A new study bolsters evidence that people partially blinded by a stroke or brain injury may be able to improve their field of vision by teaching new parts of their brain to see, U.S. researchers said Thursday.
Using a computer workout program for the brain, about three-quarters of patients in the study could see better after six months of treatment with the therapy, which trains neighboring brain cells to take over for damaged areas.
The therapy, which is marketed by NovaVision of Boca Raton, Fla., and won U.S. Food and Drug Administration approval in 2003, is controversial among neurologists because it challenges the widely held belief that vision lost through brain injury or stroke can’t be treated.
A German study published in the British Journal of Ophthalmology in 2005 pronounced the therapy a flop.
But NovaVision says the latest study, conducted on patients in the last two years and whose results were presented at the International Stroke Conference in San Francisco Thursday, reinforces its contention that the treatment works.
NovaVision says the results of the therapy proved the brain is plastic, capable of rewiring itself even long after an injury. The idea of “neuroplasticity” has been used to help stroke patients recover lost speech and movement but vision had been thought to be immutable.
“It makes no sense to believe there is no plasticity in the visual cortex,” said Dr. Jose Romano, a neurologist at the University of Miami who conducted the study and serves on NovaVision’s scientific advisory board.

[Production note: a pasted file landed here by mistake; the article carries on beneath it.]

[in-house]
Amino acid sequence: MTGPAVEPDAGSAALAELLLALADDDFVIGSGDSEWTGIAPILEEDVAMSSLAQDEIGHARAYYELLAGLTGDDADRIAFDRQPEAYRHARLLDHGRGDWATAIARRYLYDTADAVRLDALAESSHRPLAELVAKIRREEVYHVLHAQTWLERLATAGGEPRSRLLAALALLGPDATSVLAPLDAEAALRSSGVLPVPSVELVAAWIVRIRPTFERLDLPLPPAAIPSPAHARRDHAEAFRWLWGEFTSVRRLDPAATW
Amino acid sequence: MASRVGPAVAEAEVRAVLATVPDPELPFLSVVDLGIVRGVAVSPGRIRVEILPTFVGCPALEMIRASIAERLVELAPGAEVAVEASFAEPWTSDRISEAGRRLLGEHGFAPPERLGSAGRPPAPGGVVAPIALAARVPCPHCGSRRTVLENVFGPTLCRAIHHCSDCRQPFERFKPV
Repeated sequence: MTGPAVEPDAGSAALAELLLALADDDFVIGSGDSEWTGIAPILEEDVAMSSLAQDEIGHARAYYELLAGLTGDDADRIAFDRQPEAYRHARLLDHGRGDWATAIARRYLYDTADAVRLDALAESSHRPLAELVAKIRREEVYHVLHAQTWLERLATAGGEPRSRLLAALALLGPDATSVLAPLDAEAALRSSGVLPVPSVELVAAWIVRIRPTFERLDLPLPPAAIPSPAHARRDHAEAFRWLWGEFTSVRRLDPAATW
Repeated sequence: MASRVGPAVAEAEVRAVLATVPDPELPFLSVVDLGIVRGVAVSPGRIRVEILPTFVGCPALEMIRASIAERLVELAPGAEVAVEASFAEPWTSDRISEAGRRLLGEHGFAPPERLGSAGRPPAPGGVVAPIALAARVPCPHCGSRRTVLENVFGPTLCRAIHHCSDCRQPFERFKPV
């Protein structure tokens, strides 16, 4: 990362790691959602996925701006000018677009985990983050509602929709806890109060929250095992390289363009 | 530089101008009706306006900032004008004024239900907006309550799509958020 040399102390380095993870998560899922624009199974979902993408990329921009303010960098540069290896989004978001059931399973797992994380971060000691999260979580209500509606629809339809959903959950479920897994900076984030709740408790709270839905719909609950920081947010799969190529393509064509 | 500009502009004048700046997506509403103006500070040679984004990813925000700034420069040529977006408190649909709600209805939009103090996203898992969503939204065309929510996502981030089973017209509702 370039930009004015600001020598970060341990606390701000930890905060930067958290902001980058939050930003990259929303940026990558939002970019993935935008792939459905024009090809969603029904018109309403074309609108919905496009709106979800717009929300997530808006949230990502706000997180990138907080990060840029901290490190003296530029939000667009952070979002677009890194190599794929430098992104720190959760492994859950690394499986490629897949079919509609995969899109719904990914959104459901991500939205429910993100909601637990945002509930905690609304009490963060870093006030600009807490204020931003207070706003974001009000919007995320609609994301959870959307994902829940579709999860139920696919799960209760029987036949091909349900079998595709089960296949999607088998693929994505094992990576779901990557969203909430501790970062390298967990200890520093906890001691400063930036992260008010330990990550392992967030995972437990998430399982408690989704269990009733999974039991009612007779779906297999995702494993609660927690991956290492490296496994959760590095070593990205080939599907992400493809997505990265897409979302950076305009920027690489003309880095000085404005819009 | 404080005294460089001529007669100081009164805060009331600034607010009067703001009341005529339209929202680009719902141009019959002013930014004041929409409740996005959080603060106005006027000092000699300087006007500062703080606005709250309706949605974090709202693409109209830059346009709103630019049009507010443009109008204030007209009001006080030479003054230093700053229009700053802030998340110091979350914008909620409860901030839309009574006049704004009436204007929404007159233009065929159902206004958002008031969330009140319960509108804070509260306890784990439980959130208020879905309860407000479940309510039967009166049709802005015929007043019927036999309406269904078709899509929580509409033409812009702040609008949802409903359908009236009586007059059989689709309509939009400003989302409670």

Vision restoration therapy could help the 1.5 million stroke or brain injury victims in the United States who have visual defects that make everyday tasks like reading and watching television a challenge, the company says.
Romano and colleagues evaluated 161 patients who underwent treatment at 16 U.S. research centers for six months.
Using a special laptop and attached chin rest, patients stared at a fixed dot while various lights flashed along the border of their blind spot. They clicked a computer mouse each time they could detect the flash of light.
After six months of twice-daily therapy, 76 percent of patients were helped, regaining on average 5 degrees of their visual field, Romano said in an interview with Reuters.
That is roughly the equivalent of a hand held at arm’s length, then moved five inches to the right or left. “It allows you to read and to not bump into things,” Romano said.
Stroke researcher Randolf Marshall of Columbia University Medical Center in New York, who has used the therapy in his own practice, examined six patients before and after one month of therapy using functional magnetic resonance imaging or fMRI.
Marshall, who has no ties to NovaVision, found that all six showed increased activity in the area of the brain bordering the injury.
“The brain has essentially learned to use more of its activity ... in this particular trained location. We are really looking at a pattern of learning,” he said.
Last month, NovaVision raised $20 million in its third round of financing, snagging Johnson & Johnson as one of its investors. The $6,000 treatment is not covered by most insurance, but the company is seeking reimbursement under the U.S. government’s Medicare health program for the elderly.